“It reflects a life that is not true for all Indians, but typical of many.”
So begins the narrative voice-over in The Exiles (Kent Mackenzie, 1961), which presents a refreshingly original portrait of American Indians, situating them in a Californian urban milieu, away from their parents and grandparents on the reservations. Over the course of this semester, I’ve looked at a variety of movies concerning peoples historically underrepresented in film art. Constructions of ethnic minorities consistently have as much to do with previous media portrayals and stereotypes as they do the real people. In that sense, films with minority characters share certain conventions of the genre picture (and indeed, many genres incorporate ethnic tropes, including the Italian of the Gangster, or the African-American servant or performer in classic Hollywood or melodrama).
It is interesting to note that 50 years after the release of The Exiles, its particular image of the urban Indian remains radical. The level of realism is startling: I appreciate its authenticity, and its dedication to a particular subculture rarely explored by the camera lens. According to the 1990 census, 63 percent of Native Americans lived in urban regions. Yet, the construct of Indian as “noble savage” or frontier warrior persists in the nation’s cultural mindset, reinforced by the canon of Western films and America’s collective foundation myth. For most of white America, the Indian is of the continent — and yet, crucially, only particular parts of the continent are recognized as his domain.
The reservation is understood as the Indian’s arena. Even if it is somewhat marred by the history of forced migration and prejudice, there is a resurgence of pride in the reservation as emanation of the Indian self. The magazine section of the Times frequently runs ads for Native American Universities: “If I stay on the Res, I’m more likely to graduate.” The reservation provides a convenient domain for historians and anthropologists to think about the Indian, for there, he is identifiable by tribe, costume, language and rituals. The “res” simplifies Native culture, segmenting it from the mainstream, in a sense controlling for interference and cultural mingling. But once the American Indian enters the city, abandons “authentic” costume, and internalizes Euro-American constructions of private ownership and anonymity, he becomes indistinguishable, almost invisible to the untrained eye.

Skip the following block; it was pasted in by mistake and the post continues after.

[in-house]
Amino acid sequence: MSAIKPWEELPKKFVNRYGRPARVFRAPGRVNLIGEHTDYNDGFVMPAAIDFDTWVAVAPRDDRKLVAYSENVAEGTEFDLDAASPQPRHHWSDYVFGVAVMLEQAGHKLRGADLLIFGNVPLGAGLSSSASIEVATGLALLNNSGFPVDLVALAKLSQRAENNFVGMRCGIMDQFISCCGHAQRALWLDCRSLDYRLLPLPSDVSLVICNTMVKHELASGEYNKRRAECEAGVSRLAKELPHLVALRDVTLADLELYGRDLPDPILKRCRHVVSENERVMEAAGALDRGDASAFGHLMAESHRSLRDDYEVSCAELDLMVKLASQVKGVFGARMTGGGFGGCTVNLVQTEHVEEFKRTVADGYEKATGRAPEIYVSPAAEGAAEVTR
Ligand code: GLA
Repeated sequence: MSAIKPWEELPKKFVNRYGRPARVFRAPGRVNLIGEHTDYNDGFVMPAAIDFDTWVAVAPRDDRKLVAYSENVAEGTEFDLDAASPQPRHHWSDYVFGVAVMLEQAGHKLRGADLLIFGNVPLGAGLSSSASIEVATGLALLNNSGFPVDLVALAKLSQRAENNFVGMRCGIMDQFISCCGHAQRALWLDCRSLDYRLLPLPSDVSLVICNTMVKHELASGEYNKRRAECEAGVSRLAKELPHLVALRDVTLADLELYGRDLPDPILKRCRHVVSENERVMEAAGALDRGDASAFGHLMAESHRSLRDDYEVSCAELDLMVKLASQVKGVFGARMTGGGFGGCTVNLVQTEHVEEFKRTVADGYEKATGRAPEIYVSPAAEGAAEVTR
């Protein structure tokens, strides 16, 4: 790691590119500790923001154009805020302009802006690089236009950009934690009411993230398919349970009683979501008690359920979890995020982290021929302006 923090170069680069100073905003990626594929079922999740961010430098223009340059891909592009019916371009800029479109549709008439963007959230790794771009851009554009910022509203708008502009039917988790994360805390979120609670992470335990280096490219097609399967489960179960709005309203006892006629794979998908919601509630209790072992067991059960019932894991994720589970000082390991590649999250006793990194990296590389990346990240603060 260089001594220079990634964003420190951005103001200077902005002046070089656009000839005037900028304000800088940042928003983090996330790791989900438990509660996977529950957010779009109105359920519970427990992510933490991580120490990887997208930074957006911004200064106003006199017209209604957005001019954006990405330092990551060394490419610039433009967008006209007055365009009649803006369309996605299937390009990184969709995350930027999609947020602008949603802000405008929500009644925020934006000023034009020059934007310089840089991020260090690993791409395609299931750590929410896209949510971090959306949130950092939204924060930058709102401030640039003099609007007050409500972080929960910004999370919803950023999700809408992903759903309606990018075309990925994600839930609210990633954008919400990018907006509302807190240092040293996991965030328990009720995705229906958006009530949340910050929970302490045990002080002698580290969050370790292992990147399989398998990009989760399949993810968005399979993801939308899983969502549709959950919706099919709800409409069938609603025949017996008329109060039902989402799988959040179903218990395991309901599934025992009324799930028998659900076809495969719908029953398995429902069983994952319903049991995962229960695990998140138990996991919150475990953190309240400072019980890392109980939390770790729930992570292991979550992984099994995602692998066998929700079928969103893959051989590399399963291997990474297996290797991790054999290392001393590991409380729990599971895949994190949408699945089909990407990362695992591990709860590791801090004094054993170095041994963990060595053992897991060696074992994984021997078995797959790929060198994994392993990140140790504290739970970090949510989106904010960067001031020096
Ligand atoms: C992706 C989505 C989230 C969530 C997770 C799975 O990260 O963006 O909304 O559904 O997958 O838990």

The transition into the dominant culture is probably partial (no one can disavow an entire life experience), and certainly gradual. Ultimately, though, urban life presents a dilemma for the American Indian, who experiences ethnic misclassification, and a sense of disconnect from his heritage. The Exiles is extraordinarily compelling in its ability to communicate the ambivalence of the urban Indian experience. Such is the sentiment expressed by Homer in The Exiles: “My people roamed all over the place…I would rather be in that time than now.” It is important that Homer distinguishes between the two systems of Indian life in terms of time and not space.
Over a decade after the making of The Exiles, the American West Center at the University of Utah asserted the dilemma faced by the urban Indian in these terms: “The city is an alien place…[It] demands of the individual to disavow his heritage to become a truly urban citizen.”